Recently, I went through the difficult experience of learning that I needed a breast biopsy. During the two weeks leading up the procedure, I was consumed with fear; I had a hard time concentrating, felt panicky, confused, out-of-control... I entertained lots of worst case imaginings. The fear was real, but the stories I constructed of its energy were not.
After the biopsy, I sat with the radiologist and talked with her about what "really" would happen, from that point forward. I determined what I could do, what I would do...with real information; I faced down my fear-based imaginings and consolidated a more response-able, self-connected consciousness about the situation. A plan emerged that allowed me breathe in hope, clarity, and strength--no matter what.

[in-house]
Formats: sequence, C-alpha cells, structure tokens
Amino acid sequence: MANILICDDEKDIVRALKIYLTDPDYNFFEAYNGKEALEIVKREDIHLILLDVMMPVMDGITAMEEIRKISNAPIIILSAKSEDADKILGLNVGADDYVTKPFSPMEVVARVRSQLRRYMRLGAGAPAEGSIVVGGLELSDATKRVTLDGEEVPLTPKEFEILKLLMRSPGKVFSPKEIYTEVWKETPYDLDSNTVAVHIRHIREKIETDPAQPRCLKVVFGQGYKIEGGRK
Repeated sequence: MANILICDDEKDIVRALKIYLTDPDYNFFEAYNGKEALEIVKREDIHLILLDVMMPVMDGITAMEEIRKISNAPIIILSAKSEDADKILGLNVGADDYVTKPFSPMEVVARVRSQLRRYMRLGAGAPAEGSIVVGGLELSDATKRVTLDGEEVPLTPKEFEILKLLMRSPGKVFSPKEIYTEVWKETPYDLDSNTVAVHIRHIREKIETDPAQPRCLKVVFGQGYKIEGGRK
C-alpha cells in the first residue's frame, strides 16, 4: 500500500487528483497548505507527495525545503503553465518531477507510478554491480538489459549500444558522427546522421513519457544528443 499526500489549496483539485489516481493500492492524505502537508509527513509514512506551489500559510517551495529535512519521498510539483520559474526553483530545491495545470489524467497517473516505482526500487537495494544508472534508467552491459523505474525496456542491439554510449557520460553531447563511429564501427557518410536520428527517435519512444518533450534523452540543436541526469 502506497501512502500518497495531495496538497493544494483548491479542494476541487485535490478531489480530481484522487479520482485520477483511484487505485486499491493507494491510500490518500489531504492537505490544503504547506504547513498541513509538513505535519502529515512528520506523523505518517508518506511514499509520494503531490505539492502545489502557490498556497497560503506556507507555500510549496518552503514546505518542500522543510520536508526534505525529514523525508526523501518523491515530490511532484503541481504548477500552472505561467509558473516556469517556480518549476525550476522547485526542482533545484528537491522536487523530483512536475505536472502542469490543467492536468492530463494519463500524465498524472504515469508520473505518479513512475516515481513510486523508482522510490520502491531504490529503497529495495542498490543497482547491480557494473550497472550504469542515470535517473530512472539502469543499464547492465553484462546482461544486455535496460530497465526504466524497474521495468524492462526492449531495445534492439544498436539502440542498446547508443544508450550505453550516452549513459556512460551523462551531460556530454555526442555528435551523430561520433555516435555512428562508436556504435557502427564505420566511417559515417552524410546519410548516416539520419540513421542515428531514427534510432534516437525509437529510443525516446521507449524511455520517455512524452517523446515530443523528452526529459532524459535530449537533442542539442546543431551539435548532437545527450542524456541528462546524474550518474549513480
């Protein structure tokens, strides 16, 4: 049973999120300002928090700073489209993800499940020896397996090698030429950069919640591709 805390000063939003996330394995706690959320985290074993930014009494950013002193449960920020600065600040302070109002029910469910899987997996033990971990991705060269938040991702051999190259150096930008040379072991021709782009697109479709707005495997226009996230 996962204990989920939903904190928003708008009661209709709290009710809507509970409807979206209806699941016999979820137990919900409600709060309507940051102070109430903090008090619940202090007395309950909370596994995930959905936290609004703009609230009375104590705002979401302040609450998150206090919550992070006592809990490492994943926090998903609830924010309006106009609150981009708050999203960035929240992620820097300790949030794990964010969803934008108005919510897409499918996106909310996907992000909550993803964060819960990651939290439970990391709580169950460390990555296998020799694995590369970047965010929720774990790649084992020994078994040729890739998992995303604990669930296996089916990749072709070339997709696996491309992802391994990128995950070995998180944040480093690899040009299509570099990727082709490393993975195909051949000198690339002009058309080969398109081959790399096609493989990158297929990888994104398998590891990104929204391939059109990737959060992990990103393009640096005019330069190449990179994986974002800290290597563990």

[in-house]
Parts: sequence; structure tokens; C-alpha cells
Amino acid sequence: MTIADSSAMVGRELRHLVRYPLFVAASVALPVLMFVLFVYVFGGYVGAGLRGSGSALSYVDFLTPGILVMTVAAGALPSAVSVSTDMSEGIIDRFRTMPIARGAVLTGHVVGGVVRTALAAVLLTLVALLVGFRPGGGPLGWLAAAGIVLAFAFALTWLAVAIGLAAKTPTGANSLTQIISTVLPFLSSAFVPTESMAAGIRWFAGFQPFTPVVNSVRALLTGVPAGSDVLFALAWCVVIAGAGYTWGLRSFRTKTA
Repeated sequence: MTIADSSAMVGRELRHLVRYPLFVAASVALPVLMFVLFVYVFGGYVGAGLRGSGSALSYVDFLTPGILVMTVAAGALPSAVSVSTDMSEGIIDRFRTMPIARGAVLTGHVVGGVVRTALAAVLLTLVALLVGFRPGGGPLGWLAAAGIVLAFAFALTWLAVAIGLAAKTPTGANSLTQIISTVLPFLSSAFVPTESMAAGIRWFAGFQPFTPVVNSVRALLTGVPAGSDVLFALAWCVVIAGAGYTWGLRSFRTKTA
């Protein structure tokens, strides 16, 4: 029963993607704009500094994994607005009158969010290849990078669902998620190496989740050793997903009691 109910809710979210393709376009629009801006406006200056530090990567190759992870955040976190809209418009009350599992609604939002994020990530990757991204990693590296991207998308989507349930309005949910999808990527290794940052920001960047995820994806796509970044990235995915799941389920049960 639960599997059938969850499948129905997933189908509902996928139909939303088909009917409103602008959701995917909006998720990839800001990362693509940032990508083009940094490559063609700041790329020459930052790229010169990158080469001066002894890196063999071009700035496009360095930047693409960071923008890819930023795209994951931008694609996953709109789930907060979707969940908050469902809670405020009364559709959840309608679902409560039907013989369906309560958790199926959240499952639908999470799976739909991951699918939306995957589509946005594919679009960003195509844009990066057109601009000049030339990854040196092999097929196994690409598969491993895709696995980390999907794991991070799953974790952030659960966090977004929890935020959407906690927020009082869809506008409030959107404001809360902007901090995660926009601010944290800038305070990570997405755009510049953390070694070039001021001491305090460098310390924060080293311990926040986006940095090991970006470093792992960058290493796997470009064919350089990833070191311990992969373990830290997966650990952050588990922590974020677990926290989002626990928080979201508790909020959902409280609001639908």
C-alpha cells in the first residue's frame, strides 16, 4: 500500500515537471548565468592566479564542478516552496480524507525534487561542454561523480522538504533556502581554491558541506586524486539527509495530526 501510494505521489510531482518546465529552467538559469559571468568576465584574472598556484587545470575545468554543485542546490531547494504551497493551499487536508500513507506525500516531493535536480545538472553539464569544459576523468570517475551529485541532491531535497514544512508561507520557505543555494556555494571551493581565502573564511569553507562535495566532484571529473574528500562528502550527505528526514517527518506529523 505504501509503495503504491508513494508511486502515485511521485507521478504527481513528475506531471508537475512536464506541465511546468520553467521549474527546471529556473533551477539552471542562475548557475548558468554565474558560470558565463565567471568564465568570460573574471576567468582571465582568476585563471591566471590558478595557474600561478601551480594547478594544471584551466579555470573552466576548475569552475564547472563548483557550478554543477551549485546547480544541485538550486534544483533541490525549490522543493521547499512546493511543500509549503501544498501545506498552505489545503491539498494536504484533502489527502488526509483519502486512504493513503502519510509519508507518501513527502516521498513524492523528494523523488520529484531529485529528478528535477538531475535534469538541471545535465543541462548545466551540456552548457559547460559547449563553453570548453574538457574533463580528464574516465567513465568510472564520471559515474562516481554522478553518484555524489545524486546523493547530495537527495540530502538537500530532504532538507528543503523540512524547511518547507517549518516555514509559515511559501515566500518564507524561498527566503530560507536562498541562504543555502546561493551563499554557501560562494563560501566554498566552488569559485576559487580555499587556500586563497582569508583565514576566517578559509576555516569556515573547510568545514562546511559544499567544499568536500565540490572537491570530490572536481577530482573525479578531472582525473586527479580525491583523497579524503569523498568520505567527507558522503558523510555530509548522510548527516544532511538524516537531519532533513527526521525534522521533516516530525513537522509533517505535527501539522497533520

Through this experience, I (re)learned several lessons and practices about being and keeping it "real." They include the following: 1. Voice matters. The more I tried to "silence" my fear with silence, the stronger it became. 2. Thoughts are things. It sounds trite, but a vital portion of the way we inhabit our worlds is first constructed in our minds. Call it attitude; call it faith, call it what you will. 3. Love is power. If a quality of fear is disconnection from what is "real," an antidote to fear is love. Love has been defined as uniting that which appears separate; and as such, love is an act of courage in itself.